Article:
Wednesday, January 18, 2012

How to Stay Focused in Volleyball?

Participants in competitive sports typically spend hours preparing for competition and practicing their skills. A key aspect of athletic success is mental preparation, something less easy to learn or practice. In a close-quarters, fast-paced game such as volleyball, concentration is critical and can affect the outcome of a match.
According to Dr. Alan Goldberg, a noted sports psychology and training consultant, "playing to your potential is all about how well you can execute mentally." This is particularly critical in volleyball, which he describes as "too fast a game to play well unless your concentration is in the right place when it counts the most." During his training sessions with college volleyball and other athletic teams, he stresses that the mental game is what makes the difference between regular teams and champions.
When watching a volleyball game or other sporting event, you may notice certain times when a player is visibly concentrating on her actions. Serving is one of these times. A player focuses on the ball in her hand; she may perform various preparatory moves, such as bouncing the ball a specified number of times; and she follows the ball with her eyes as she raises it up and serves it over the net. Concentrating for these specific activities or time periods is readily understood as a requirement for performing them successfully. Maintaining that same level of concentration throughout the game is more difficult.
One concentration technique many volleyball players employ is visualizing each facet of the game, beyond the initial serve. The player will stare intently at the ball in her hand; she may perform a specific mannerism, such as bouncing the ball a fixed number of times; and she will follow the ball with her eyes as she lifts it up and serves it over the net. She maintains this concentration by remaining totally focused on the ball, its trajectory and speed, and the next likely moves in the game. She is acutely aware of where each player is positioned and what their likely responses will be to each play. This allows her to ensure she is correctly positioned and mentally focused for whatever situation arises.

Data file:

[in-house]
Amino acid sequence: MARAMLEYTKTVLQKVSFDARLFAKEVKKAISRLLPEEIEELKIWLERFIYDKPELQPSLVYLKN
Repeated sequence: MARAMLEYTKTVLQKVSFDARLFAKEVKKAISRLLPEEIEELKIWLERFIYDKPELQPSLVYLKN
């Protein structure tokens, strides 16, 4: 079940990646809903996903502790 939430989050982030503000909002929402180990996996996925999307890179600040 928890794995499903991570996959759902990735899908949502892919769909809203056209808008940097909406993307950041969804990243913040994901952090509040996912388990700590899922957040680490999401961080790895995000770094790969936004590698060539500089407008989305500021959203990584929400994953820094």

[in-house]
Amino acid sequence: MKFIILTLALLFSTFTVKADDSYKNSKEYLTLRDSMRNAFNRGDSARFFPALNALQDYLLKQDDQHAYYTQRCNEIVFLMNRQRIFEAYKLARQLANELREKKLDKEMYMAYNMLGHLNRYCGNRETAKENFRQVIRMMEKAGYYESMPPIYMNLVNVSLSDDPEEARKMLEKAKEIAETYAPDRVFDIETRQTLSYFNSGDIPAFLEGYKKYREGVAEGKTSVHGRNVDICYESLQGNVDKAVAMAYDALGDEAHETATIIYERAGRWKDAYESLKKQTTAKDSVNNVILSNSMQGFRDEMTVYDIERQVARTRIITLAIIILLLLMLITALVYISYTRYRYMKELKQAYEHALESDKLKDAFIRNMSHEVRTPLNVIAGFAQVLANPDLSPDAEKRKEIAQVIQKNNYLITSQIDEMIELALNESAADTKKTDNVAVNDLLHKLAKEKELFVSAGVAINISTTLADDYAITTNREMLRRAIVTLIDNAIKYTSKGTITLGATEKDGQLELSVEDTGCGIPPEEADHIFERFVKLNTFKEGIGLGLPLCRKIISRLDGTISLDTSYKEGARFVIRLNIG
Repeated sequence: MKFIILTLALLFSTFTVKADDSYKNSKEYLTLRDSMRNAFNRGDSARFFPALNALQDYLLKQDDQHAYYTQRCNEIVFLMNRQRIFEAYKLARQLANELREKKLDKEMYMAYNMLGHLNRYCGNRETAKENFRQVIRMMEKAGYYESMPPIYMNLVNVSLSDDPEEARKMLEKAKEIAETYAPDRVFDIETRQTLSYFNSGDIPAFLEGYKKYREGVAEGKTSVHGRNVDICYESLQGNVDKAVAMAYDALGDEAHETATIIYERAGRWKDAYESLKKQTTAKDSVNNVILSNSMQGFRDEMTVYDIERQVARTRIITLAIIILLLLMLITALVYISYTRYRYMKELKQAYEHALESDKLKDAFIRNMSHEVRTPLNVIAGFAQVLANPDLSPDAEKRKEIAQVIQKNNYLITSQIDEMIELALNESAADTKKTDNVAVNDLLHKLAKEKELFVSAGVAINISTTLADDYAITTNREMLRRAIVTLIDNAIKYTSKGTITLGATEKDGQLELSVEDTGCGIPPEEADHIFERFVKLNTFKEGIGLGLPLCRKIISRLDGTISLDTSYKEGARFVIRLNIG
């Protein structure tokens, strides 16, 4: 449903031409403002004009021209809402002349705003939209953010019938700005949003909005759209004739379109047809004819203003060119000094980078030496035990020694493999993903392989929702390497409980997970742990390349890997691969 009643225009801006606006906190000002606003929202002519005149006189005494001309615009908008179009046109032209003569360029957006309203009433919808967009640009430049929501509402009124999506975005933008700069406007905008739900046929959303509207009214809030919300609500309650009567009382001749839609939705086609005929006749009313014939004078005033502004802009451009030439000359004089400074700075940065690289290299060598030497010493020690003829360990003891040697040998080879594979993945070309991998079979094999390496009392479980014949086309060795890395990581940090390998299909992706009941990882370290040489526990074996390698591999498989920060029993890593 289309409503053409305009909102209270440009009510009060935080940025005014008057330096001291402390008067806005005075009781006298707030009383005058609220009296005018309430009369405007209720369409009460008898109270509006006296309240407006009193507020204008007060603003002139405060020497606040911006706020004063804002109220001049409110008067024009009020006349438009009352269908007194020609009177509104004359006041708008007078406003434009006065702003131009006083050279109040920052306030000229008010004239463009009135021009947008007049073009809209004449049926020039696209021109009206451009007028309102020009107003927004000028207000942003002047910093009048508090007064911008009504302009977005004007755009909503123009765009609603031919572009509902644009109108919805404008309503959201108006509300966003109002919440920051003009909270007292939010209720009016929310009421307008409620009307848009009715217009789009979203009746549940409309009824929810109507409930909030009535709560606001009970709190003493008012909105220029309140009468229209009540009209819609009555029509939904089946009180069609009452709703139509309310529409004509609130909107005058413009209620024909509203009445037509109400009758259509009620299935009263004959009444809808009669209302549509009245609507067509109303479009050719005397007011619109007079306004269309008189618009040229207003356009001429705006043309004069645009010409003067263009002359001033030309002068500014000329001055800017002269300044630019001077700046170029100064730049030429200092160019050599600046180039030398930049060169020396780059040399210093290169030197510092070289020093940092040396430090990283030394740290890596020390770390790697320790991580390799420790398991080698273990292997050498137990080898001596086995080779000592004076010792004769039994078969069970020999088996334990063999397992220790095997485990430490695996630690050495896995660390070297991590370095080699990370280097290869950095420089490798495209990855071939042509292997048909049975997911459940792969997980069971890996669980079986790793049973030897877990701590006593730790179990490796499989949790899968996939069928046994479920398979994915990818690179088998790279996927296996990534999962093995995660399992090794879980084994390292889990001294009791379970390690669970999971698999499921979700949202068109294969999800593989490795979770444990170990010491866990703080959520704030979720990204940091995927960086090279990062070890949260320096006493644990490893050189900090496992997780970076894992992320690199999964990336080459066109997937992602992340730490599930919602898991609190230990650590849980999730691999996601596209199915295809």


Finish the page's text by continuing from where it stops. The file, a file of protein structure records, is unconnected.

Another key concentration technique is to focus exclusively on the game at hand, while deliberately excluding everything else -- the crowd, the noises, the lights -- from your consciousness. Successfully using this technique makes it possible for some players to be "in the moment" throughout the game, not just during key plays. This intense focus allows players to filter out all but the necessary elements of the game without being distracted by external stimuli.
Volleyball players can hone their concentration skills through drills, much as they practice setting or spiking skills. Certain fast-paced drills, such as pepper, require total focus on the ball and the activity at hand; doing them at an increasingly faster pace and for longer periods of time improves a player's ability to concentrate only on the game. Others will use a form of "time out" prior to a game. They will remove themselves mentally from their surroundings by techniques such as closing their eyes, isolating themselves from everyone else, or listening to personal music players, for example. By recreating these focused environments on the court, they can remain concentrated throughout the game.

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